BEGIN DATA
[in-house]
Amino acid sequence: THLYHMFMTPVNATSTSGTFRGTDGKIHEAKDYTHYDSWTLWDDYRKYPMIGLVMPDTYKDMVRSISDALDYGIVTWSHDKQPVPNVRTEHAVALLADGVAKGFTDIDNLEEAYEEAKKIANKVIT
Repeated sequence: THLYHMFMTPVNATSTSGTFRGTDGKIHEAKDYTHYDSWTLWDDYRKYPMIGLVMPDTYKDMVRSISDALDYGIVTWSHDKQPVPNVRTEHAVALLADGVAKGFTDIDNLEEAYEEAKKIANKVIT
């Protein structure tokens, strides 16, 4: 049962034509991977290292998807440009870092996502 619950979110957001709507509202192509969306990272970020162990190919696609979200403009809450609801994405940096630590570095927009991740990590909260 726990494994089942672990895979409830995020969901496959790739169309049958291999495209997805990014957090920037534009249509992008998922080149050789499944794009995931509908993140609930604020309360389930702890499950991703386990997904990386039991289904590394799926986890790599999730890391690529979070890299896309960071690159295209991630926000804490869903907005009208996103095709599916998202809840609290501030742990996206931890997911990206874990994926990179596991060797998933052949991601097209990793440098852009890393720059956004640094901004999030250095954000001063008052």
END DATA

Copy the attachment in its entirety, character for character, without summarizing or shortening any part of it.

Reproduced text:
[in-house]
Amino acid sequence: THLYHMFMTPVNATSTSGTFRGTDGKIHEAKDYTHYDSWTLWDDYRKYPMIGLVMPDTYKDMVRSISDALDYGIVTWSHDKQPVPNVRTEHAVALLADGVAKGFTDIDNLEEAYEEAKKIANKVIT
Repeated sequence: THLYHMFMTPVNATSTSGTFRGTDGKIHEAKDYTHYDSWTLWDDYRKYPMIGLVMPDTYKDMVRSISDALDYGIVTWSHDKQPVPNVRTEHAVALLADGVAKGFTDIDNLEEAYEEAKKIANKVIT
């Protein structure tokens, strides 16, 4: 049962034509991977290292998807440009870092996502 619950979110957001709507509202192509969306990272970020162990190919696609979200403009809450609801994405940096630590570095927009991740990590909260 726990494994089942672990895979409830995020969901496959790739169309049958291999495209997805990014957090920037534009249509992008998922080149050789499944794009995931509908993140609930604020309360389930702890499950991703386990997904990386039991289904590394799926986890790599999730890391690529979070890299896309960071690159295209991630926000804490869903907005009208996103095709599916998202809840609290501030742990996206931890997911990206874990994926990179596991060797998933052949991601097209990793440098852009890393720059956004640094901004999030250095954000001063008052």